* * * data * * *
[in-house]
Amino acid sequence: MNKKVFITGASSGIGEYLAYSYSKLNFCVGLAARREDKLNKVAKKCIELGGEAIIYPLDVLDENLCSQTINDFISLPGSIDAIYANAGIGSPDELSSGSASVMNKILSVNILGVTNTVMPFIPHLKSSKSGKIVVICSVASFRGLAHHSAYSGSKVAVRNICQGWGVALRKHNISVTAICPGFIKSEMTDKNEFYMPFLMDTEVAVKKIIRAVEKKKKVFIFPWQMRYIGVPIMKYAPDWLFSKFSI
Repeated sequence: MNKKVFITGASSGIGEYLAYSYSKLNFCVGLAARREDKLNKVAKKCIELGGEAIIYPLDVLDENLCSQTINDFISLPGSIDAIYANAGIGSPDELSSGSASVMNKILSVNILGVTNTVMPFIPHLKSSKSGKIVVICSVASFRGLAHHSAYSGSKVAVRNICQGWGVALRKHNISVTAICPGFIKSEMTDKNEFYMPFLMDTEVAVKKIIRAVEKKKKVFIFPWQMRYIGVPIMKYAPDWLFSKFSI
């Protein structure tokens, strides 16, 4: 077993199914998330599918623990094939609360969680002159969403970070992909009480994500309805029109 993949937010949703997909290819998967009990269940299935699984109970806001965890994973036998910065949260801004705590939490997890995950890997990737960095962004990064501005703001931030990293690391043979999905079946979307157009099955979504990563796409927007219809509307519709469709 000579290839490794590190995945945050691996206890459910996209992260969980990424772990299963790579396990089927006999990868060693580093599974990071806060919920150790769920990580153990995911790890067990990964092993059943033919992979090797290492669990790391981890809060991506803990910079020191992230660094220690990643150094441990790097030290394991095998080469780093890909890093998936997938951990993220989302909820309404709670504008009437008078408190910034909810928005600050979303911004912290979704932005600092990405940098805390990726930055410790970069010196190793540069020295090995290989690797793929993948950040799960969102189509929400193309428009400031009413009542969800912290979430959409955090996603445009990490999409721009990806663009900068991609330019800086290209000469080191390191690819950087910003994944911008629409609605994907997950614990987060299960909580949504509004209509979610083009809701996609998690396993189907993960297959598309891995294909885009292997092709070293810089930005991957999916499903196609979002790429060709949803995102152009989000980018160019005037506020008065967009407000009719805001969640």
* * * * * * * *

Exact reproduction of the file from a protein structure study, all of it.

[in-house]
Amino acid sequence: MNKKVFITGASSGIGEYLAYSYSKLNFCVGLAARREDKLNKVAKKCIELGGEAIIYPLDVLDENLCSQTINDFISLPGSIDAIYANAGIGSPDELSSGSASVMNKILSVNILGVTNTVMPFIPHLKSSKSGKIVVICSVASFRGLAHHSAYSGSKVAVRNICQGWGVALRKHNISVTAICPGFIKSEMTDKNEFYMPFLMDTEVAVKKIIRAVEKKKKVFIFPWQMRYIGVPIMKYAPDWLFSKFSI
Repeated sequence: MNKKVFITGASSGIGEYLAYSYSKLNFCVGLAARREDKLNKVAKKCIELGGEAIIYPLDVLDENLCSQTINDFISLPGSIDAIYANAGIGSPDELSSGSASVMNKILSVNILGVTNTVMPFIPHLKSSKSGKIVVICSVASFRGLAHHSAYSGSKVAVRNICQGWGVALRKHNISVTAICPGFIKSEMTDKNEFYMPFLMDTEVAVKKIIRAVEKKKKVFIFPWQMRYIGVPIMKYAPDWLFSKFSI
């Protein structure tokens, strides 16, 4: 077993199914998330599918623990094939609360969680002159969403970070992909009480994500309805029109 993949937010949703997909290819998967009990269940299935699984109970806001965890994973036998910065949260801004705590939490997890995950890997990737960095962004990064501005703001931030990293690391043979999905079946979307157009099955979504990563796409927007219809509307519709469709 000579290839490794590190995945945050691996206890459910996209992260969980990424772990299963790579396990089927006999990868060693580093599974990071806060919920150790769920990580153990995911790890067990990964092993059943033919992979090797290492669990790391981890809060991506803990910079020191992230660094220690990643150094441990790097030290394991095998080469780093890909890093998936997938951990993220989302909820309404709670504008009437008078408190910034909810928005600050979303911004912290979704932005600092990405940098805390990726930055410790970069010196190793540069020295090995290989690797793929993948950040799960969102189509929400193309428009400031009413009542969800912290979430959409955090996603445009990490999409721009990806663009900068991609330019800086290209000469080191390191690819950087910003994944911008629409609605994907997950614990987060299960909580949504509004209509979610083009809701996609998690396993189907993960297959598309891995294909885009292997092709070293810089930005991957999916499903196609979002790429060709949803995102152009989000980018160019005037506020008065967009407000009719805001969640």